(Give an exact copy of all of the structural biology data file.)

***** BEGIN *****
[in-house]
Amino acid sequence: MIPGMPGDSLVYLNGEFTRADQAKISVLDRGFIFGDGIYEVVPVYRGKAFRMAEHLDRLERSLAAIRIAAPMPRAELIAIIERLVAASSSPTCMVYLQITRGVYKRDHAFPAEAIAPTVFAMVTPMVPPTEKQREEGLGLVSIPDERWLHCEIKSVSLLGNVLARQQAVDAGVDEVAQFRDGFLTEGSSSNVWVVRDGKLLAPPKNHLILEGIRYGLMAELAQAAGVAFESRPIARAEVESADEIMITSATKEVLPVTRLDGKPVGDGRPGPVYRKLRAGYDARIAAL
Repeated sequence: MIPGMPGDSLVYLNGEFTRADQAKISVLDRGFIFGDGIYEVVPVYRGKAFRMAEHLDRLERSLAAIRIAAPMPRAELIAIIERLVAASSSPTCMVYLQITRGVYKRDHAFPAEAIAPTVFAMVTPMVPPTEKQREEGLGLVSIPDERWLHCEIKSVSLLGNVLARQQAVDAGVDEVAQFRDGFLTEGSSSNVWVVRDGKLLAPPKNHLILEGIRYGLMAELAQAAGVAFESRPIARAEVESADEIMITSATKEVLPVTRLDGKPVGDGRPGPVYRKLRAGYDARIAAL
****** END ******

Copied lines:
[in-house]
Amino acid sequence: MIPGMPGDSLVYLNGEFTRADQAKISVLDRGFIFGDGIYEVVPVYRGKAFRMAEHLDRLERSLAAIRIAAPMPRAELIAIIERLVAASSSPTCMVYLQITRGVYKRDHAFPAEAIAPTVFAMVTPMVPPTEKQREEGLGLVSIPDERWLHCEIKSVSLLGNVLARQQAVDAGVDEVAQFRDGFLTEGSSSNVWVVRDGKLLAPPKNHLILEGIRYGLMAELAQAAGVAFESRPIARAEVESADEIMITSATKEVLPVTRLDGKPVGDGRPGPVYRKLRAGYDARIAAL
Repeated sequence: MIPGMPGDSLVYLNGEFTRADQAKISVLDRGFIFGDGIYEVVPVYRGKAFRMAEHLDRLERSLAAIRIAAPMPRAELIAIIERLVAASSSPTCMVYLQITRGVYKRDHAFPAEAIAPTVFAMVTPMVPPTEKQREEGLGLVSIPDERWLHCEIKSVSLLGNVLARQQAVDAGVDEVAQFRDGFLTEGSSSNVWVVRDGKLLAPPKNHLILEGIRYGLMAELAQAAGVAFESRPIARAEVESADEIMITSATKEVLPVTRLDGKPVGDGRPGPVYRKLRAGYDARIAAL